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      Thoracic epidural catheter for postoperative pain control following an ineffective transversus abdominis plane block using liposome bupivacaine

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          Abstract

          A 24-year-old female with a history of ulcerative colitis underwent colectomy. The patient received an ineffective transversus abdominis plane (TAP) block with liposome bupivacaine (Exparel) intraoperatively and was started on a hydromorphone patient-controlled analgesia 5 hours after the TAP block, which did not relieve her pain. A continuous thoracic epidural (CTE) was then placed after blood levels of bupivacaine were drawn, and the patient immediately experienced significant pain relief. The combined use of liposome bupivacaine and bupivacaine CTE infusion in the postoperative management of this patient demonstrated no safety concerns, provided excellent analgesia and plasma concentrations of bupivacaine remained far below toxic levels.

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          Most cited references 17

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          Regional anesthesia in the patient receiving antithrombotic or thrombolytic therapy: American Society of Regional Anesthesia and Pain Medicine Evidence-Based Guidelines (Third Edition).

          The actual incidence of neurologic dysfunction resulting from hemorrhagic complications associated with neuraxial blockade is unknown. Although the incidence cited in the literature is estimated to be less than 1 in 150,000 epidural and less than 1 in 220,000 spinal anesthetics, recent epidemiologic surveys suggest that the frequency is increasing and may be as high as 1 in 3000 in some patient populations.Overall, the risk of clinically significant bleeding increase with age,associated abnormalities of the spinal cord or vertebral column, the presence of an underlying coagulopathy, difficulty during needle placement,and an indwelling neuraxial catheter during sustained anticoagulation( particularly with standard heparin or low-molecular weight heparin). The need for prompt diagnosis and intervention to optimize neurologic outcome is also consistently reported. In response to these patient safety issues, the American Society of Regional Anesthesia and Pain Medicine (ASRA) convened its Third Consensus Conference on Regional Anesthesia and Anticoagulation. Practice guidelines or recommendations summarize evidence-based reviews. However, the rarity of spinal hematoma defies a prospective randomized study, and there is no current laboratory model. As a result,the ASRA consensus statements represent the collective experience of recognized experts in the field of neuraxial anesthesia and anticoagulation. These are based on case reports, clinical series, pharmacology,hematology, and risk factors for surgical bleeding. An understanding of the complexity of this issue is essential to patient management.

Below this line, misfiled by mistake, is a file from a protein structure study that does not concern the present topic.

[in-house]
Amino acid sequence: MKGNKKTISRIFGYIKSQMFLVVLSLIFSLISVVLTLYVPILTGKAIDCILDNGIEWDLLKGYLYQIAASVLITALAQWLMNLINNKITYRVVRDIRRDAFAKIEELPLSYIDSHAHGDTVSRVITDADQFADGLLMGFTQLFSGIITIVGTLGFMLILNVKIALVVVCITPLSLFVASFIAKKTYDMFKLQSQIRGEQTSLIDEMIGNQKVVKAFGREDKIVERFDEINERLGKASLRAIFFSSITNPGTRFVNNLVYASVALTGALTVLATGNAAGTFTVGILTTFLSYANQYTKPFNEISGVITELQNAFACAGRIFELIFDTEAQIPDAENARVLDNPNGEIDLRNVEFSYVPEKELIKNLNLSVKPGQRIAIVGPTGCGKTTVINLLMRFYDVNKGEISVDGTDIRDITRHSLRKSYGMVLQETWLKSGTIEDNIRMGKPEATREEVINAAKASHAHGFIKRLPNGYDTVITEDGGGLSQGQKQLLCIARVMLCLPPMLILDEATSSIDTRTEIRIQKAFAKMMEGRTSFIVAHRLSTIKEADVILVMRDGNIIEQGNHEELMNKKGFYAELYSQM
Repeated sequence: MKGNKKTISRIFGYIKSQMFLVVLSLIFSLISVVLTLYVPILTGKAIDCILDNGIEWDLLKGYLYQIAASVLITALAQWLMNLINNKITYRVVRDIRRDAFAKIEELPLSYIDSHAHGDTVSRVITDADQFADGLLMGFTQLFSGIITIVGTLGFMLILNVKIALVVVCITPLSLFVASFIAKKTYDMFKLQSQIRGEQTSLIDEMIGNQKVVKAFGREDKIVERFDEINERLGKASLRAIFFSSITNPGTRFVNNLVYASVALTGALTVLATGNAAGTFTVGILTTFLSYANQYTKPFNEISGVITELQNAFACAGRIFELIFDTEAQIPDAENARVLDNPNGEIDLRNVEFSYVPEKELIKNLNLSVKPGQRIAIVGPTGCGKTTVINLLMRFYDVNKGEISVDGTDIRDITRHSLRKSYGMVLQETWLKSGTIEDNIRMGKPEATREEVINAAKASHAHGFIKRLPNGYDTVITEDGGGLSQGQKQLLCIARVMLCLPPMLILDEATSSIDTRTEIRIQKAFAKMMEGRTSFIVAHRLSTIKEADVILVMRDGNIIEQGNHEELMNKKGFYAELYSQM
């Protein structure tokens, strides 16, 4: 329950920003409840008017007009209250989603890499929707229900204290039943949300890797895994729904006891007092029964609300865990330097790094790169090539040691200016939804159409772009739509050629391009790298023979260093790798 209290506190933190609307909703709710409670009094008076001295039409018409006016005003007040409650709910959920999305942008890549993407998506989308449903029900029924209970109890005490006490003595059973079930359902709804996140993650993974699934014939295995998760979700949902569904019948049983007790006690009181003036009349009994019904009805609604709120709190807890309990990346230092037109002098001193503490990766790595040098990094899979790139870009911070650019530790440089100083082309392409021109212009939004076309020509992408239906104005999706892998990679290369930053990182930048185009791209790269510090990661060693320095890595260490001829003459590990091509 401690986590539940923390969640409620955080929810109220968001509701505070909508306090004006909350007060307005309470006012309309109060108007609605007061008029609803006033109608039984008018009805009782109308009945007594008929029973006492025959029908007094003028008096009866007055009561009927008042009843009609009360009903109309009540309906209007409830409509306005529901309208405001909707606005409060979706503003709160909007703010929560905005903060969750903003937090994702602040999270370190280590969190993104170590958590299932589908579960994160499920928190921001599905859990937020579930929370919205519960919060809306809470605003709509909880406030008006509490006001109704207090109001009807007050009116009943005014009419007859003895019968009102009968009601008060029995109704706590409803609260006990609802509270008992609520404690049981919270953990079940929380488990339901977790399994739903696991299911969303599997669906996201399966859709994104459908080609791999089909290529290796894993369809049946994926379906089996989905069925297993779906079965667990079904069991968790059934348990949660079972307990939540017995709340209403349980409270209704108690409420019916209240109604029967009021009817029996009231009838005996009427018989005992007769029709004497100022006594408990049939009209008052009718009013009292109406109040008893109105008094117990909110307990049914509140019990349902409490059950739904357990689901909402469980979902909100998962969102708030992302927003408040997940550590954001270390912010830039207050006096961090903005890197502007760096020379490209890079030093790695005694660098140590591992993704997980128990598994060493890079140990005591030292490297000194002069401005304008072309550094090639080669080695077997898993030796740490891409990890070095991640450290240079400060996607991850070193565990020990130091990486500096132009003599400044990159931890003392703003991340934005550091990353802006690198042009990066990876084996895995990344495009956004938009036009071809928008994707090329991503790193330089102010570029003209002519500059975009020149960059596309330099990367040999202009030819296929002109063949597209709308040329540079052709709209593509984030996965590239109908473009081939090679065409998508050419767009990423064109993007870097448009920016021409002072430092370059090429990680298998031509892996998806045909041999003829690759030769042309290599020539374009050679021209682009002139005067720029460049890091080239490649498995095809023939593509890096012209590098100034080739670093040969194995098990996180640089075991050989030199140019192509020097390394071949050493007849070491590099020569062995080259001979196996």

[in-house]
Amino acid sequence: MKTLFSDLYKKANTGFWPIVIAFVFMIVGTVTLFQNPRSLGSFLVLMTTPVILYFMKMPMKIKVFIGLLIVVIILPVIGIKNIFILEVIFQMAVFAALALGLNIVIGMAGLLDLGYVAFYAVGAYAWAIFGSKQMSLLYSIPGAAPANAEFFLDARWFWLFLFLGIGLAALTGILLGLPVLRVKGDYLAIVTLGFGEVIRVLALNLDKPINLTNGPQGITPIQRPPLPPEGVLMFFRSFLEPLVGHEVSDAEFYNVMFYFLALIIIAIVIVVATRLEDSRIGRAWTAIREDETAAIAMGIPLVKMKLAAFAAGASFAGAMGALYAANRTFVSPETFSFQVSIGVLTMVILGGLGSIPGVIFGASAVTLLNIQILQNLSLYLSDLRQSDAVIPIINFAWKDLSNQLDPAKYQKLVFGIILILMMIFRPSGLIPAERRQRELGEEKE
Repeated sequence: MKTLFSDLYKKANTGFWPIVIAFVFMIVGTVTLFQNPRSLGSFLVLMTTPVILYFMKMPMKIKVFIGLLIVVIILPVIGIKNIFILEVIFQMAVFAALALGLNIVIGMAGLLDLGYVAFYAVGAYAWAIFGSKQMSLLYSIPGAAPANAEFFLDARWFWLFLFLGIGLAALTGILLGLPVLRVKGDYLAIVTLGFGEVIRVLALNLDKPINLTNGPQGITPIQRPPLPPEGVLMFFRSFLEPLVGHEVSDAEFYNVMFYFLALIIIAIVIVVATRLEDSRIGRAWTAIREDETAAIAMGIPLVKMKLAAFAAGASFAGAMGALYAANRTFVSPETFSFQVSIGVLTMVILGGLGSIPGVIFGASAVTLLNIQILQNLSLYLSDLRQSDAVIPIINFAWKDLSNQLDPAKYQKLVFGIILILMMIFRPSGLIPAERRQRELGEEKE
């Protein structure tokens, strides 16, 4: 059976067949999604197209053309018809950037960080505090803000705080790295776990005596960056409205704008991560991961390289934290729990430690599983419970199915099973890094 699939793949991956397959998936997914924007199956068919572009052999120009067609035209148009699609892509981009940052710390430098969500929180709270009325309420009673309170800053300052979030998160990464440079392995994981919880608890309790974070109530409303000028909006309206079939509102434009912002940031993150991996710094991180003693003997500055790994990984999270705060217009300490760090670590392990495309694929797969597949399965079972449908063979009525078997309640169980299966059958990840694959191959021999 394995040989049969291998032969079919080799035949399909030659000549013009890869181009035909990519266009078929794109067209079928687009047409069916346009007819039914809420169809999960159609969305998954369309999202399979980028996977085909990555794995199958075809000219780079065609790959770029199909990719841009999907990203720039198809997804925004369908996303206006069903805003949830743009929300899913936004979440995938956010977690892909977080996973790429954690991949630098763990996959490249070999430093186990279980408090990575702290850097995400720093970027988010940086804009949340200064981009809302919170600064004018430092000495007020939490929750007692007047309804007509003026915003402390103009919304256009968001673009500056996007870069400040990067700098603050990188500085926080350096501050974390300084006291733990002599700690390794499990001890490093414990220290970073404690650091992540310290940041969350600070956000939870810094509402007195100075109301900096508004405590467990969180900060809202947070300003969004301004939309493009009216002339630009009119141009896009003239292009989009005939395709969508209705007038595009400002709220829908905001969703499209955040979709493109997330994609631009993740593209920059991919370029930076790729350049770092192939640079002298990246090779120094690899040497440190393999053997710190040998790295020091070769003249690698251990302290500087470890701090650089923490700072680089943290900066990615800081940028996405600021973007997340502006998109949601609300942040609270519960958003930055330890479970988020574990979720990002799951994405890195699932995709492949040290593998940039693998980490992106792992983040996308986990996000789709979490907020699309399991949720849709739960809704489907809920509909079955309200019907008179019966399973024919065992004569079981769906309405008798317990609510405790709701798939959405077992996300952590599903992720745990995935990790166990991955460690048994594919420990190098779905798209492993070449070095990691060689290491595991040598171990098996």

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            Bupivacaine extended-release liposome injection for prolonged postsurgical analgesia in patients undergoing hemorrhoidectomy: a multicenter, randomized, double-blind, placebo-controlled trial.

            Bupivacaine extended-release liposome injection is a novel formulation of bupivacaine designed to achieve long-acting postoperative analgesia. The aim of this study was to compare the magnitude and duration of postoperative analgesia from a single dose of bupivacaine extended-release injection with placebo administered intraoperatively in patients undergoing hemorrhoidectomy. This evaluation was a multicenter, randomized, double-blind, parallel-group, placebo-controlled phase 3 study. Data were obtained from 13 centers in the Republic of Georgia, Poland, and Serbia. Included in this study were patients aged 18 to 86 years undergoing excisional hemorrhoidectomy. All patients received either a single dose of bupivacaine extended-release 300 mg or placebo administered intraoperatively via wound infiltration. The cumulative pain score was assessed by measurement of the area under the curve of pain intensity through 72 hours after study drug administration. One hundred eighty-nine patients were randomly assigned and treated; 186 completed the study. Pain intensity scores were significantly lower in the bupivacaine extended-release group in comparison with the group receiving placebo (141.8 vs 202.5, P < .0001). More patients in the bupivacaine extended-release group remained opioid free from 12 hours (59%) to 72 hours (28%) after surgery compared with patients receiving placebo (14% and 10%; P < .0008 through 72 h). The mean total amount of opioids consumed through 72 hours was 22.3 mg and 29.1 mg in the bupivacaine extended-release and placebo groups (P ≤ .0006). The median time to first opioid use was 14.3 hours in the bupivacaine extended-release group vs 1.2 hours in the placebo group (P < .0001). A greater proportion of patients in the bupivacaine extended-release group were satisfied with their postsurgical analgesia (95% vs 73%, P = .0007) than in the placebo group. Bupivacaine extended-release demonstrated a statistically significant reduction in pain through 72 hours, decreased opioid requirements, delayed time to first opioid use, and improved patient satisfaction compared with placebo after hemorrhoidectomy.